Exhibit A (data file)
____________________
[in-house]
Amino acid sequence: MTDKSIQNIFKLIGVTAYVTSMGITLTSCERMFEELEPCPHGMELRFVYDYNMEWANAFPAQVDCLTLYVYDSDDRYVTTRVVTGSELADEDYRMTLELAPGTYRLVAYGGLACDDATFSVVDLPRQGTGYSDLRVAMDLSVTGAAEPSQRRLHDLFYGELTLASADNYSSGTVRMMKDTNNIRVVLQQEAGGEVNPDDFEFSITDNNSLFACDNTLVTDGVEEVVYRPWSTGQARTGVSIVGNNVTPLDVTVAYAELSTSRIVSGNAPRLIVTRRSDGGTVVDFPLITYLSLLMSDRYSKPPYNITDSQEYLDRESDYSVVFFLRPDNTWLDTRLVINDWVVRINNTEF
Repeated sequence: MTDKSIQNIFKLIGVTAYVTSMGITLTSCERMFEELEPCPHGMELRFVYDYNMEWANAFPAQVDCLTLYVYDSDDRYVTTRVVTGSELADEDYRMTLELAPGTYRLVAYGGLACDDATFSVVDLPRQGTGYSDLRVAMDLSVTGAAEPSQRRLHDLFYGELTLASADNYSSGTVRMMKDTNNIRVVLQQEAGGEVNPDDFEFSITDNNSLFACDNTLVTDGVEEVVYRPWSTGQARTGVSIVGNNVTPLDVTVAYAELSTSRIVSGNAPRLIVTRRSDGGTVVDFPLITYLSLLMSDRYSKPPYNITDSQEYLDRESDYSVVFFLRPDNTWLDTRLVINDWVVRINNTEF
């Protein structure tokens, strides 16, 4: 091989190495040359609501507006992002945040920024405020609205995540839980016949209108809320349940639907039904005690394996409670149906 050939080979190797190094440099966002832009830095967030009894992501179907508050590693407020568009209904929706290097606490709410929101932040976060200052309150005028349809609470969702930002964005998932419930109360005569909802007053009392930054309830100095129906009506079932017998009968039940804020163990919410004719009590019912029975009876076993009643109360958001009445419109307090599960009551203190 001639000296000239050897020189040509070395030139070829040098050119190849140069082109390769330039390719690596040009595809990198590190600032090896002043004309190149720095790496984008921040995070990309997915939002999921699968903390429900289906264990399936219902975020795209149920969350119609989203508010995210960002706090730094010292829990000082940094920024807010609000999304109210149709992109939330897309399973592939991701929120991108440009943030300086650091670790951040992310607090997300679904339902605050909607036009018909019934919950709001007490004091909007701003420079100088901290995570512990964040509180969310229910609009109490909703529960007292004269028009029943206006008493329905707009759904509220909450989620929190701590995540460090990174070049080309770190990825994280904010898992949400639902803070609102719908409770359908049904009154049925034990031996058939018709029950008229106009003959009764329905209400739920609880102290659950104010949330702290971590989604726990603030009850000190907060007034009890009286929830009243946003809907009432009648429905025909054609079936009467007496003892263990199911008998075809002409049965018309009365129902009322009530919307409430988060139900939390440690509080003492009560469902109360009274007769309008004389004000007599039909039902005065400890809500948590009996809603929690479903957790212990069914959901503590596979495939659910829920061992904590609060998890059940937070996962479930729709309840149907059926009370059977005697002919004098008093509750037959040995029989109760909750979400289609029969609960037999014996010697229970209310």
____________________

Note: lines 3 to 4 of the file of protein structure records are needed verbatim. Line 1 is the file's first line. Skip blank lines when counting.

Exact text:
Repeated sequence: MTDKSIQNIFKLIGVTAYVTSMGITLTSCERMFEELEPCPHGMELRFVYDYNMEWANAFPAQVDCLTLYVYDSDDRYVTTRVVTGSELADEDYRMTLELAPGTYRLVAYGGLACDDATFSVVDLPRQGTGYSDLRVAMDLSVTGAAEPSQRRLHDLFYGELTLASADNYSSGTVRMMKDTNNIRVVLQQEAGGEVNPDDFEFSITDNNSLFACDNTLVTDGVEEVVYRPWSTGQARTGVSIVGNNVTPLDVTVAYAELSTSRIVSGNAPRLIVTRRSDGGTVVDFPLITYLSLLMSDRYSKPPYNITDSQEYLDRESDYSVVFFLRPDNTWLDTRLVINDWVVRINNTEF
């Protein structure tokens, strides 16, 4: 091989190495040359609501507006992002945040920024405020609205995540839980016949209108809320349940639907039904005690394996409670149906 050939080979190797190094440099966002832009830095967030009894992501179907508050590693407020568009209904929706290097606490709410929101932040976060200052309150005028349809609470969702930002964005998932419930109360005569909802007053009392930054309830100095129906009506079932017998009968039940804020163990919410004719009590019912029975009876076993009643109360958001009445419109307090599960009551203190 001639000296000239050897020189040509070395030139070829040098050119190849140069082109390769330039390719690596040009595809990198590190600032090896002043004309190149720095790496984008921040995070990309997915939002999921699968903390429900289906264990399936219902975020795209149920969350119609989203508010995210960002706090730094010292829990000082940094920024807010609000999304109210149709992109939330897309399973592939991701929120991108440009943030300086650091670790951040992310607090997300679904339902605050909607036009018909019934919950709001007490004091909007701003420079100088901290995570512990964040509180969310229910609009109490909703529960007292004269028009029943206006008493329905707009759904509220909450989620929190701590995540460090990174070049080309770190990825994280904010898992949400639902803070609102719908409770359908049904009154049925034990031996058939018709029950008229106009003959009764329905209400739920609880102290659950104010949330702290971590989604726990603030009850000190907060007034009890009286929830009243946003809907009432009648429905025909054609079936009467007496003892263990199911008998075809002409049965018309009365129902009322009530919307409430988060139900939390440690509080003492009560469902109360009274007769309008004389004000007599039909039902005065400890809500948590009996809603929690479903957790212990069914959901503590596979495939659910829920061992904590609060998890059940937070996962479930729709309840149907059926009370059977005697002919004098008093509750037959040995029989109760909750979400289609029969609960037999014996010697229970209310």